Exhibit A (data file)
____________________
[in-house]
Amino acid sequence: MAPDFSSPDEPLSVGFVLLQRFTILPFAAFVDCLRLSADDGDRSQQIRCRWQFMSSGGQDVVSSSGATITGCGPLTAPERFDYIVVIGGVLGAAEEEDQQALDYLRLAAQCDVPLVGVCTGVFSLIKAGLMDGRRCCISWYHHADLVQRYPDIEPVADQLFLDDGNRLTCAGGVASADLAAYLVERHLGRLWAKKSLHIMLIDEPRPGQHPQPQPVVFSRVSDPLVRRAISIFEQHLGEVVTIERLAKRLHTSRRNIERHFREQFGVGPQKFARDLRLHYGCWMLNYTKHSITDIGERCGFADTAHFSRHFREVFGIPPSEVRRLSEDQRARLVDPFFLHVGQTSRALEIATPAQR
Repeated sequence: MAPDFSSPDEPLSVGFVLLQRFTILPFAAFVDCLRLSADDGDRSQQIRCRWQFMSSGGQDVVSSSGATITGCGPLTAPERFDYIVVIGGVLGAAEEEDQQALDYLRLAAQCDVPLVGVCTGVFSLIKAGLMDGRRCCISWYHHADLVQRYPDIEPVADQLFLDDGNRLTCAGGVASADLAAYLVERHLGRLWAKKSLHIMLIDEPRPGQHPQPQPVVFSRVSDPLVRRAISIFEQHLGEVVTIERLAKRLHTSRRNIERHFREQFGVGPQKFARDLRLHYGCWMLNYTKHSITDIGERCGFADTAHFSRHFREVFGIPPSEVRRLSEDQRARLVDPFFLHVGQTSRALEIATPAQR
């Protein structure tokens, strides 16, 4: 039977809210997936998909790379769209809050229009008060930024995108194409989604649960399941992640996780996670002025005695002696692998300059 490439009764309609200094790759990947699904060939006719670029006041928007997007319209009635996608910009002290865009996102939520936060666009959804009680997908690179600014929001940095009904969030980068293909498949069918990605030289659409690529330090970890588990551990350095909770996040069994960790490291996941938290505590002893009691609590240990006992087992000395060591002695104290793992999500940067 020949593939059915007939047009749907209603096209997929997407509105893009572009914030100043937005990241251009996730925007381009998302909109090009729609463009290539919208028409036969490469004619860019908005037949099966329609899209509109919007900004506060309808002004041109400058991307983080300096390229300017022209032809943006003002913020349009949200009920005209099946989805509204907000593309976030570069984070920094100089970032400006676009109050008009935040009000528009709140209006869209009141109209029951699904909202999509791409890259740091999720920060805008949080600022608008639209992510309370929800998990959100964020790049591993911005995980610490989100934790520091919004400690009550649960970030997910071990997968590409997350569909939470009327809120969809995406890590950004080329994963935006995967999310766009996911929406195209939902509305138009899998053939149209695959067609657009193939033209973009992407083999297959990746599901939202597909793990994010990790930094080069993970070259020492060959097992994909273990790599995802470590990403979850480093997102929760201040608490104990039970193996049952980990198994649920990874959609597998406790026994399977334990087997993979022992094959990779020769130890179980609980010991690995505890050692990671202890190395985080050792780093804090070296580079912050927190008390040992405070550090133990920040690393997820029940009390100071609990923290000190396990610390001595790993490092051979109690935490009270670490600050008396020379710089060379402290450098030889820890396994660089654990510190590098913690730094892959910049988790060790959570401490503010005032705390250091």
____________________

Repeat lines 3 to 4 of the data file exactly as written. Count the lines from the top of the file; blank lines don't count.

Repeated sequence: MAPDFSSPDEPLSVGFVLLQRFTILPFAAFVDCLRLSADDGDRSQQIRCRWQFMSSGGQDVVSSSGATITGCGPLTAPERFDYIVVIGGVLGAAEEEDQQALDYLRLAAQCDVPLVGVCTGVFSLIKAGLMDGRRCCISWYHHADLVQRYPDIEPVADQLFLDDGNRLTCAGGVASADLAAYLVERHLGRLWAKKSLHIMLIDEPRPGQHPQPQPVVFSRVSDPLVRRAISIFEQHLGEVVTIERLAKRLHTSRRNIERHFREQFGVGPQKFARDLRLHYGCWMLNYTKHSITDIGERCGFADTAHFSRHFREVFGIPPSEVRRLSEDQRARLVDPFFLHVGQTSRALEIATPAQR
């Protein structure tokens, strides 16, 4: 039977809210997936998909790379769209809050229009008060930024995108194409989604649960399941992640996780996670002025005695002696692998300059 490439009764309609200094790759990947699904060939006719670029006041928007997007319209009635996608910009002290865009996102939520936060666009959804009680997908690179600014929001940095009904969030980068293909498949069918990605030289659409690529330090970890588990551990350095909770996040069994960790490291996941938290505590002893009691609590240990006992087992000395060591002695104290793992999500940067 020949593939059915007939047009749907209603096209997929997407509105893009572009914030100043937005990241251009996730925007381009998302909109090009729609463009290539919208028409036969490469004619860019908005037949099966329609899209509109919007900004506060309808002004041109400058991307983080300096390229300017022209032809943006003002913020349009949200009920005209099946989805509204907000593309976030570069984070920094100089970032400006676009109050008009935040009000528009709140209006869209009141109209029951699904909202999509791409890259740091999720920060805008949080600022608008639209992510309370929800998990959100964020790049591993911005995980610490989100934790520091919004400690009550649960970030997910071990997968590409997350569909939470009327809120969809995406890590950004080329994963935006995967999310766009996911929406195209939902509305138009899998053939149209695959067609657009193939033209973009992407083999297959990746599901939202597909793990994010990790930094080069993970070259020492060959097992994909273990790599995802470590990403979850480093997102929760201040608490104990039970193996049952980990198994649920990874959609597998406790026994399977334990087997993979022992094959990779020769130890179980609980010991690995505890050692990671202890190395985080050792780093804090070296580079912050927190008390040992405070550090133990920040690393997820029940009390100071609990923290000190396990610390001595790993490092051979109690935490009270670490600050008396020379710089060379402290450098030889820890396994660089654990510190590098913690730094892959910049988790060790959570401490503010005032705390250091």